Unleashing the Technologists Within

Published  5 MIN READ

The central role played by treasurers in overseeing transformation projects requires them to develop abilities not always called for during their day-to-day operations. In this second article in a two-part series, BNY Mellon’s Kelly Wen, Head of Treasury Advisory, and Linda Wang, Senior Vice President, Solutions Consulting, explore how treasurers are becoming experts in a completely different field.

The emergence of fintechs in recent years, combined with changing consumer expectations on products and services, has begun to challenge the status quo of how businesses interact with technology. This has put pressure on treasurers to move outside of their comfort zone – from a more operational role to becoming drivers of business growth.

To achieve this, there is an increasing expectation for treasurers to adopt new technologies to not only reduce their operational burden, but to directly enable new business models. As treasurers take on this responsibility, distinguishing between technologies that are proof-of-concepts, those used in application, and those actually applicable to their business is becoming an important part of the treasury workbook.

As they embark on this journey, treasurers will have to effectively navigate their new, multifaceted roles, continuing to manage cash flows, liquidity, payments, and other cost-centre functions, while becoming technology leaders and strategic partners with enterprise reach.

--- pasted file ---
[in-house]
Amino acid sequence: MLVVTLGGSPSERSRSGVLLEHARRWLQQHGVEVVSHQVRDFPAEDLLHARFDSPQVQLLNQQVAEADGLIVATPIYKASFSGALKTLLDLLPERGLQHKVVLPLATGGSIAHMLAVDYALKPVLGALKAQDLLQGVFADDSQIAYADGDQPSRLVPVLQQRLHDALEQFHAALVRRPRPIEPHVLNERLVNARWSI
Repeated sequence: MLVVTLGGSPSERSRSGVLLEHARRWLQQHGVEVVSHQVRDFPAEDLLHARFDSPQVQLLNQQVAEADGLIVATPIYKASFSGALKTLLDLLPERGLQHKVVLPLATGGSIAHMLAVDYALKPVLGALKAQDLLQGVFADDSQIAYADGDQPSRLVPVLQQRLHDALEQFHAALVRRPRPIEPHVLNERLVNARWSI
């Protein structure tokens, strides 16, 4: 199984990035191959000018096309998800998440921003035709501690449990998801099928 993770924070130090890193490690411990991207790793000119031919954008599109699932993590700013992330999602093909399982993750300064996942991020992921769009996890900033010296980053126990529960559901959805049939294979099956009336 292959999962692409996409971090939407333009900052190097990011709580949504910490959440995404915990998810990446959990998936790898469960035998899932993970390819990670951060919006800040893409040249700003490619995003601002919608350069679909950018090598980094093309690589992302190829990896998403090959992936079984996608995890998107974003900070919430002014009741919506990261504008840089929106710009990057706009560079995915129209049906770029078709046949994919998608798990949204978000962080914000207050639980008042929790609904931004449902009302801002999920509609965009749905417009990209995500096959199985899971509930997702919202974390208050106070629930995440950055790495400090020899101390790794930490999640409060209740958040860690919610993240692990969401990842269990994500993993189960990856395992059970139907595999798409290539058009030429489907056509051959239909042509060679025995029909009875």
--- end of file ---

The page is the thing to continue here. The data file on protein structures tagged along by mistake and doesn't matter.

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Read part one here!

Treasury as partners to IT

As treasury departments look to modernise their functions to meet the needs of an increasingly real-time world, the implementation of new technologies should not reside solely within the IT department. These teams are often structured as a service centre that is removed from the core business, which, in turn, often means they lack a detailed understanding of the business strategy and the end-user requirements. This is where the treasurer of today comes in.

Treasury is ideally positioned to function as a conduit between IT teams and the wider business – and there is a clear opportunity for treasurers to take the lead on certain technology topics. For example, when it comes to driving a front-to-back treasury transformation it should be the treasurer’s responsibility to design a target state operating model, with a clear plan in place that articulates the goal and scope of the transformation project, key stakeholders impacted and the expected outcome of the project.